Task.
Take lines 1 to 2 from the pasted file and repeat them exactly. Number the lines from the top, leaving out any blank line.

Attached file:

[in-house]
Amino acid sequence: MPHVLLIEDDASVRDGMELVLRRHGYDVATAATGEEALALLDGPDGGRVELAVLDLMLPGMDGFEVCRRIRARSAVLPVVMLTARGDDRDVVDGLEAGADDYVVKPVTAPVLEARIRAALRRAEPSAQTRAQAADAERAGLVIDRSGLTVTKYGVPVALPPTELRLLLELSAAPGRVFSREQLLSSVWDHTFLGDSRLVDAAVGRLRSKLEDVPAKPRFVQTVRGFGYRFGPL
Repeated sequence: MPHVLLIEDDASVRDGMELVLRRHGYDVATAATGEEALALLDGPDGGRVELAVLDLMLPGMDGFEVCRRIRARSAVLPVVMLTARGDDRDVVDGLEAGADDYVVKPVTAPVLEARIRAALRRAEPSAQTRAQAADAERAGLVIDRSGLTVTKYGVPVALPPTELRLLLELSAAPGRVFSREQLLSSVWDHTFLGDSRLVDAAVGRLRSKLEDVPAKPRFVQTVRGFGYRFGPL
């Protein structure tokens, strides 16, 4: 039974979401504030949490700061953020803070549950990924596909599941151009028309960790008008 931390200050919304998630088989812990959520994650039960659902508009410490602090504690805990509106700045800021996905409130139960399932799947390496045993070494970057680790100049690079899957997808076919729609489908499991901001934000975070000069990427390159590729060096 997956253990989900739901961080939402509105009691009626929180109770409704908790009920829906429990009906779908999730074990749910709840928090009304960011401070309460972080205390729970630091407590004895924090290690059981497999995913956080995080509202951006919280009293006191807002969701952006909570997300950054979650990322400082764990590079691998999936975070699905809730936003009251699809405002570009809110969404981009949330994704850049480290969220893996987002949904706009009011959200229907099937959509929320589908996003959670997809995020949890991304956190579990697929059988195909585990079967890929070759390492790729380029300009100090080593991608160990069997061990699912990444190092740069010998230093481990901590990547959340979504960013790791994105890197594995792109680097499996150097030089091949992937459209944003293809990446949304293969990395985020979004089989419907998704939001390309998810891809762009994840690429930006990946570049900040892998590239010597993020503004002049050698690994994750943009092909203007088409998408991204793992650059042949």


[in-house]
Amino acid sequence: MPHVLLIEDDASVRDGMELVLRRHGYDVATAATGEEALALLDGPDGGRVELAVLDLMLPGMDGFEVCRRIRARSAVLPVVMLTARGDDRDVVDGLEAGADDYVVKPVTAPVLEARIRAALRRAEPSAQTRAQAADAERAGLVIDRSGLTVTKYGVPVALPPTELRLLLELSAAPGRVFSREQLLSSVWDHTFLGDSRLVDAAVGRLRSKLEDVPAKPRFVQTVRGFGYRFGPL